South Korean Schools to ban Coca Cola, Pepsi
From South Korea, I learn that the Seoul education office issued Sunday a complete ban on the sale of soft drinks at schools, libraries and museums as part of its fight against obesity among teenagers:
According to the Seoul Metropolitan Office of Education, the ban will eventually affect places teenagers frequently visit such as amusement parks. The move comes as more than one in 10 students are considered obese. In 2005, 11.2 percent of elementary students, 10.6 middle school students and 15.8 percent of high school students in Seoul were found to be overweight.
The World Health Organization has continuously warned that soft drinks might be linked to obesity. In line with the warning and the rise of obesity, students will no longer be able to find these drinks at cafeterias, snack stands and vending machines in schools, amusement parks and museums.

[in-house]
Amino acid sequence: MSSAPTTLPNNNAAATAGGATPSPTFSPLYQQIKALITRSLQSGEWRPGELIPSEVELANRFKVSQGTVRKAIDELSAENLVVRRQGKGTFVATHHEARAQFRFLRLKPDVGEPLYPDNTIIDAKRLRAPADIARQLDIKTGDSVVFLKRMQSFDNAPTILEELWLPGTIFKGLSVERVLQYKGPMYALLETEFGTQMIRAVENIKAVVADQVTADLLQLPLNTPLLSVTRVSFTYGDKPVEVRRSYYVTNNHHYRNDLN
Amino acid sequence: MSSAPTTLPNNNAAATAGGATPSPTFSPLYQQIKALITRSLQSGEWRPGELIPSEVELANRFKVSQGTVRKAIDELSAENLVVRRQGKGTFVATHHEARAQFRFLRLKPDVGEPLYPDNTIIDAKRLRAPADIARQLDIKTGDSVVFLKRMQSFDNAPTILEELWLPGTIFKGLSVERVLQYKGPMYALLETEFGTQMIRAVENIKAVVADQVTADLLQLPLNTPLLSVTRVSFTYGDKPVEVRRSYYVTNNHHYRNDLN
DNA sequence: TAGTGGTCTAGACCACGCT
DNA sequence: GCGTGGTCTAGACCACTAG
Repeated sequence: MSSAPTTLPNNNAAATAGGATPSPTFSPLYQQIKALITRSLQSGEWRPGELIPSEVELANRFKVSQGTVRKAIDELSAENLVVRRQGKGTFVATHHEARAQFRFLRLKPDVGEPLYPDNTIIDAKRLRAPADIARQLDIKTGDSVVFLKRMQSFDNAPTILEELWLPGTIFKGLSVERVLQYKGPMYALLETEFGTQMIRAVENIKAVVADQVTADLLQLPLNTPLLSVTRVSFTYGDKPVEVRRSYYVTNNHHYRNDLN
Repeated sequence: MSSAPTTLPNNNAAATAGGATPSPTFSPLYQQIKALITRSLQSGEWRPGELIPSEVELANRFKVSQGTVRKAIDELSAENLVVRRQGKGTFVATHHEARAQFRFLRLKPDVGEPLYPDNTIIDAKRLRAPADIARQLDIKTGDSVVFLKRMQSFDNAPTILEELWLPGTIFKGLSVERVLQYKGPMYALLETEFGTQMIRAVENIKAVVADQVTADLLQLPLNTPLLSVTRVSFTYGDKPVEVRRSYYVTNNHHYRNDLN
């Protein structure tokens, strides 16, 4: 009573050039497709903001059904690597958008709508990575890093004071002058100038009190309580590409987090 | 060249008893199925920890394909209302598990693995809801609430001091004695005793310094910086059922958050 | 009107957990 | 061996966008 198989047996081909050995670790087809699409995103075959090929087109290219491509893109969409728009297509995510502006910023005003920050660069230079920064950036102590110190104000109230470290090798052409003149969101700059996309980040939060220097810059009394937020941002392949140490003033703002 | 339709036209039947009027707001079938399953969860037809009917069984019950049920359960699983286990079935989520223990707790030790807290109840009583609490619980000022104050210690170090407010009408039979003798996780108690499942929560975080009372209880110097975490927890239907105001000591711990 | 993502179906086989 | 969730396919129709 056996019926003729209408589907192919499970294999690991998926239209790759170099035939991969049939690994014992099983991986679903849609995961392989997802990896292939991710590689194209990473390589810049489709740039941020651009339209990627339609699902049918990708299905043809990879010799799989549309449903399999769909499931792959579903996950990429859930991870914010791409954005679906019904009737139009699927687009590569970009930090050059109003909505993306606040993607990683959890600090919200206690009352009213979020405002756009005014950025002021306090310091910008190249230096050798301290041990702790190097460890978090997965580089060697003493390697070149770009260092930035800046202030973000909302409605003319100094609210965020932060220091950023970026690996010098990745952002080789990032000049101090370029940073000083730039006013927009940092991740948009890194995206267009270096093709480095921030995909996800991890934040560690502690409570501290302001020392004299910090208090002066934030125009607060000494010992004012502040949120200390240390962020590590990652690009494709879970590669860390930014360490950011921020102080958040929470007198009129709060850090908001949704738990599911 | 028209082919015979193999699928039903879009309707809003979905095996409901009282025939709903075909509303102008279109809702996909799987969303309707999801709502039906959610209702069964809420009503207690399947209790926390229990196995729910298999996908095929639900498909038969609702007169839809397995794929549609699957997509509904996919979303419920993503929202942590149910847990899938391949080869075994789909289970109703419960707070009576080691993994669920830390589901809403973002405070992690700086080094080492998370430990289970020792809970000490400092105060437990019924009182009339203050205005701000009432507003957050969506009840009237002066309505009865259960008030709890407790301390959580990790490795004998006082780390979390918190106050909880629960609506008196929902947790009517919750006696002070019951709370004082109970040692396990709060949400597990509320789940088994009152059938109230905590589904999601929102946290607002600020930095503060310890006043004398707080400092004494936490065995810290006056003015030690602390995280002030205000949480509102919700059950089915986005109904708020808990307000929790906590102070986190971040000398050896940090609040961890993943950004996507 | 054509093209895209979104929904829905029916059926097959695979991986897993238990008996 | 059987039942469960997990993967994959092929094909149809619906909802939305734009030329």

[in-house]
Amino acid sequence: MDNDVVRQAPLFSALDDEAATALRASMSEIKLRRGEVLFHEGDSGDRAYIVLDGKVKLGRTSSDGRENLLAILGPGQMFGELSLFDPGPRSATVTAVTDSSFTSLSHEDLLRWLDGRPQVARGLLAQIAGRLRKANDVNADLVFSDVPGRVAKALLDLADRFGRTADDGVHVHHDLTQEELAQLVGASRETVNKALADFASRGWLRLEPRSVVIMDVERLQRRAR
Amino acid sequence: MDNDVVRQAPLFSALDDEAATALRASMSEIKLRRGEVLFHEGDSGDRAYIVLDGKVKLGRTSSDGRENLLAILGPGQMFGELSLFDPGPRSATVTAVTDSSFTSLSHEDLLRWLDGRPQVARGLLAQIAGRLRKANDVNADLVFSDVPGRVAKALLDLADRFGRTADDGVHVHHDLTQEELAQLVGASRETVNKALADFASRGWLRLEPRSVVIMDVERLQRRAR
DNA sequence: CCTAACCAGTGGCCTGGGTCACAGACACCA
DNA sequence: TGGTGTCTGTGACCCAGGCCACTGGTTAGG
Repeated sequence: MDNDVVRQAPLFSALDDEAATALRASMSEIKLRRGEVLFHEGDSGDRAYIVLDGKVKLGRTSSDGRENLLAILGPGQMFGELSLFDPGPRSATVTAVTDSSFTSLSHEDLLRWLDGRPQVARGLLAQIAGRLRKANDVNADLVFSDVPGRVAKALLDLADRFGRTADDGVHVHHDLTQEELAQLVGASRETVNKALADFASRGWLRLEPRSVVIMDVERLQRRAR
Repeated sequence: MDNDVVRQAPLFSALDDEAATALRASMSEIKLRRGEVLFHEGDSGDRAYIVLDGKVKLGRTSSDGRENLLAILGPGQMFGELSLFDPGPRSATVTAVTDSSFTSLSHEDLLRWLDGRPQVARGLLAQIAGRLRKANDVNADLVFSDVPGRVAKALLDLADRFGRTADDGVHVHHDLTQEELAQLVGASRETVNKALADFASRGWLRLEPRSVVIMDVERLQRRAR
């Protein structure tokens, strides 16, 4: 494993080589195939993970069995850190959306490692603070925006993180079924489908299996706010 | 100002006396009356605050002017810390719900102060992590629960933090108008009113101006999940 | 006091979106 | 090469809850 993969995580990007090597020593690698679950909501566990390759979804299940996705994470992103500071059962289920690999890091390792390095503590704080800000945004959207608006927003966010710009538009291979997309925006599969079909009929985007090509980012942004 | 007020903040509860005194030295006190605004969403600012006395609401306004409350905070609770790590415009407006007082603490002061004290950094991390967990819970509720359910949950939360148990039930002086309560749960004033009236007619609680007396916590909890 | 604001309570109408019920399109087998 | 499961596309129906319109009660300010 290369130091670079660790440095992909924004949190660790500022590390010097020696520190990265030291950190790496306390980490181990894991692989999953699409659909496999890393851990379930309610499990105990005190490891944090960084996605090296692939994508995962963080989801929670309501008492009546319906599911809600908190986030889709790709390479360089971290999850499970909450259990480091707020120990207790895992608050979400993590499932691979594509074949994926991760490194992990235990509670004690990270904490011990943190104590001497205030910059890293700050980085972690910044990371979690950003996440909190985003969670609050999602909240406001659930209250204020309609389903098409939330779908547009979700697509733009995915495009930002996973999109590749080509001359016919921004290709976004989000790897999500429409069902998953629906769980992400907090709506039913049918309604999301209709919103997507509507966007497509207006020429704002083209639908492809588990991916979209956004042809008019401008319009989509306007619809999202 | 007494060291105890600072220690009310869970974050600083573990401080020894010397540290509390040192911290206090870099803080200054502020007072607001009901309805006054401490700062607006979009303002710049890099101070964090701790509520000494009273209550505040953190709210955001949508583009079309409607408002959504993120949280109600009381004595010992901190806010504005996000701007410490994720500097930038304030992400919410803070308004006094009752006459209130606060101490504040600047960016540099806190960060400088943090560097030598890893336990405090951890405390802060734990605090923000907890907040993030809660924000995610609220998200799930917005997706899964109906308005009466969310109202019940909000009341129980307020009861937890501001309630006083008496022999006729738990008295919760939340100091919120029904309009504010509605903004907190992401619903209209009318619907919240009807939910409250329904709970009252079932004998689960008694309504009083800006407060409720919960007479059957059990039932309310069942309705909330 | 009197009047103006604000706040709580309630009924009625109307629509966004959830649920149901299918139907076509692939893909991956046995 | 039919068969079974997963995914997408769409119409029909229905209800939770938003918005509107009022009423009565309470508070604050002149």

The daily intake of soda drinks by teenagers between 13-19 grew 41 percent to 64.1 gram in 2001 on average, from 35 gram in 1998. The move to ban soda drinks at schools was first introduced in 2006. To help enhance students' health, the Government Youth Commission announced their measures forbidding the sale of soft drinks in middle schools, high schools and at training sites for teenagers. Following the commission's plan, the education ministry also instructed municipal and provincial education offices to get rid of soft drinks at schools in 2007.
Actually, Korea's education ministry already announced last year that it is strengthening plans to restrict other obesity causing food such as ramen and fried food at schools in 2008. And most schools have already stopped selling soft drinks. Well done. It is wonderful to see that local government officials realise that they can do something to help kids be more healthy. Feel the squeeze...
The Korean Times: Schools to Go Soda Free